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JavaScript Best Practices

JavaScript Best Practices — Variables

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Like any other programming language, JavaScript has its own list of best practices to make programs easier to read and maintain. There are lots of tricky parts to JavaScript, so there are many things to avoid.

We can follow some best practices to make our JavaScript code easy to read.

In this article, we look at how to declare variables in an easy-to-read way. Also, we look at ways to avoid declaring global variables and hiding private variables from the outside.


Avoid Global Variables

We should avoid the use of global variables as much as possible for various reasons.

One is that they’re easy to overwrite in different places since they’re available everywhere. They can also overwrite things in the window object since global variables are properties of the window object.

These two are real issues that make our code hard to follow. Therefore, we should define local variables as much as possible. We can define local variables by using the var, let, or const keywords.

Variables defined with var are available at the level where they are defined and below before they are defined. For example, if we write:

Then we get undefined for the first console.log and one for the second log.

It’s the same as writing:

Variables declared with let are available only after they’re defined, so if we gave:

We get the error:

Uncaught ReferenceError: Cannot access ‘x’ before initialization

With the const keyword, we define constants that can only be assigned once and never again. It’s also available only after it’s declared, unlike var.

For example, we can write:

const log = () => {  
  console.log(x);  
}

const x = 1;
log();


Calling `log` before `const x = 1` will also get us:

Uncaught ReferenceError: Cannot access ‘x’ before initialization


If we want variables that are available in different parts of a program, we should use JavaScript modules and then build the modules into one or several large files when we release our code. This is available since ES6.

We can `export` our variables and `import` it in other modules. There’s also `export default` to export the whole module. This way, we only export things that should be available outside the module and keep everything else private.

We can also use closures to keep variables inside a function so they can’t be accessed outside. An example of a simple closure would be:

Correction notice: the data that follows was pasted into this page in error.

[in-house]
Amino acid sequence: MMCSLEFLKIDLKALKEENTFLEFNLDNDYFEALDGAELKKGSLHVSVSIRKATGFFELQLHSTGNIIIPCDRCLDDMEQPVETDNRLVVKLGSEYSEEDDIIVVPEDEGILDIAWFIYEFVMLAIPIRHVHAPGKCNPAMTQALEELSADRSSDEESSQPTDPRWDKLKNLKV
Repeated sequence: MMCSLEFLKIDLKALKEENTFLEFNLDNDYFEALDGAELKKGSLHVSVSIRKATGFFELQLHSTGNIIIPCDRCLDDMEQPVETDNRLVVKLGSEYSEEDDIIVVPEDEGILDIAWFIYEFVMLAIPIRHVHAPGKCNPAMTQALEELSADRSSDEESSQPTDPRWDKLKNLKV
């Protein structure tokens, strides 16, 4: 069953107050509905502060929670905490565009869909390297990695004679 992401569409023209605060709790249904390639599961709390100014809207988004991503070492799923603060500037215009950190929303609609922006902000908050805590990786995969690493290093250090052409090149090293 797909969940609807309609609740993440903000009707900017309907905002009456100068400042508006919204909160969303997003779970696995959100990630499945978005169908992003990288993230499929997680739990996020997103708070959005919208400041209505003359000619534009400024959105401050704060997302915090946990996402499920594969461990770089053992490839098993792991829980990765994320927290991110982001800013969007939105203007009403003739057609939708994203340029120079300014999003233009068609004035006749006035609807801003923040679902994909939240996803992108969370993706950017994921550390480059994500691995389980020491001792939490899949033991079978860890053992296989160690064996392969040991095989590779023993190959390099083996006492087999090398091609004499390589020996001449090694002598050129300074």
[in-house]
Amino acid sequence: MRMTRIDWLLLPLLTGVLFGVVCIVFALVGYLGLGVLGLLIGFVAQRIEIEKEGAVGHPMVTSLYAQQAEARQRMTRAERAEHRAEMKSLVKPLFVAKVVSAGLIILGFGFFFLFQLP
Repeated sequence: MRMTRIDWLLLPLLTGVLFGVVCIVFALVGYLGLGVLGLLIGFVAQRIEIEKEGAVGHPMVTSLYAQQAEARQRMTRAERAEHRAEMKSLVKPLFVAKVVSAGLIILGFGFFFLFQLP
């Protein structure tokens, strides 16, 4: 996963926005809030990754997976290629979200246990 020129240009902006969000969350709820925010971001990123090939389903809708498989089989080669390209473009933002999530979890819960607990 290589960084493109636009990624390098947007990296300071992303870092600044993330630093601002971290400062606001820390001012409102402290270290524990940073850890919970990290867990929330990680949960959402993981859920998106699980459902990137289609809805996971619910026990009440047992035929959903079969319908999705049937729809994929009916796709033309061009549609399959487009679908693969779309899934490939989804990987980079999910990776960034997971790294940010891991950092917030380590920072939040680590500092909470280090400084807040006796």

const multiply = () => {
const x = 3;
return () => x * 2;
}


We keep `x` inside the `multiply` function so that it can’t be accessed outside and return a function that does something with it.

Then, we call it by writing:

console.log(multiply()());


* * *

### Always Declare Local Variables

As a corollary, we should always declare local variables. We should always declare local variables and constants with `var`, `let`, or `const`.

Otherwise, it’ll be declared as a global variable as a property of `window` which we definitely don’t want.

For example, we should never write:

x = 1;


Instead, we should write:

let x = 1;


Fortunately, JavaScript strict mode doesn’t allow undeclared variables, so we can’t accidentally create global variables.

Also, JavaScript modules have strict mode enabled by default so we also can’t define global variables accidentally in there.

![](https://cdn-images-1.medium.com/max/800/0*XDF6_FrkR3Js4-Cw)Photo by [Francesco De Tommaso](https://unsplash.com/@detpho?utm_source=medium&utm_medium=referral) on [Unsplash](https://unsplash.com?utm_source=medium&utm_medium=referral)

* * *

### Putting Variables and Constant Declarations on Top

Putting variable and constant declarations on top makes our code cleaner as everything is on top. It also stops us from accidentally referencing things declared with `let` or `const` before they are defined.

If strict mode is off, we also avoid defining global variables. And we also avoid accidental re-declarations of variables. Re-declarations should be caught by many text editors, but it’s still a possibility.

We can make multiple variable declarations in one line by separating variable names with commas. For example, we can write:

let x, y;
x = 1;
y = 1;
console.log(x, y);


Then we get:

1 1


From the `console.log`.

We can do the same for loops:

let i;

for (i = 0; i < 10; i++) {  
  console.log(i);  
}
```

* * *

### Initialize Variables When Declaring Them

It’s a good idea to initialize our variables or constants with values when declaring them. It prevents undefined value errors, and we can both declare the variable or constant and set an initial value to it all in one line.

Otherwise, we have one line for declaring the variable or constant and another line for setting its value.

For example, we can write:

```
let x = 1,  
  y = 1;
```

To declare both `x` and `y`.

This is much shorter than writing:

```
let x;  
let y;  
x = 1;  
y = 1;
```

We can declare and initialize multiple variables by separating each declaration and assignment with a comma.

* * *

### Conclusion

Here are some basic best practices for declaring and initializing variables.

We looked at how to declare variables cleanly and how to avoid declaring global variables. There is a lot more to writing clean JavaScript programs so stay tuned for more.

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